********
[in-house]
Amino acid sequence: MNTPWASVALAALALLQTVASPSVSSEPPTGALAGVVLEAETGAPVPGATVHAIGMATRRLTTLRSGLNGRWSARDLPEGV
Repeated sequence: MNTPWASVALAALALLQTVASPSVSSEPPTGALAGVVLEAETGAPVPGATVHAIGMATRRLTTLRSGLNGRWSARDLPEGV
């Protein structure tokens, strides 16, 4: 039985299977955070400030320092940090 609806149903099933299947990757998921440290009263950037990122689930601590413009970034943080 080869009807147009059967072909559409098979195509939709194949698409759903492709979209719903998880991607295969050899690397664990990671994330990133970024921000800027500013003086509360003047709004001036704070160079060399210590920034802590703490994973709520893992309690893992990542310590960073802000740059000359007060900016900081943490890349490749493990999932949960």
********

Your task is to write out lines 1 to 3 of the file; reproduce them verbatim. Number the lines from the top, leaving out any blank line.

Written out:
[in-house]
Amino acid sequence: MNTPWASVALAALALLQTVASPSVSSEPPTGALAGVVLEAETGAPVPGATVHAIGMATRRLTTLRSGLNGRWSARDLPEGV
Repeated sequence: MNTPWASVALAALALLQTVASPSVSSEPPTGALAGVVLEAETGAPVPGATVHAIGMATRRLTTLRSGLNGRWSARDLPEGV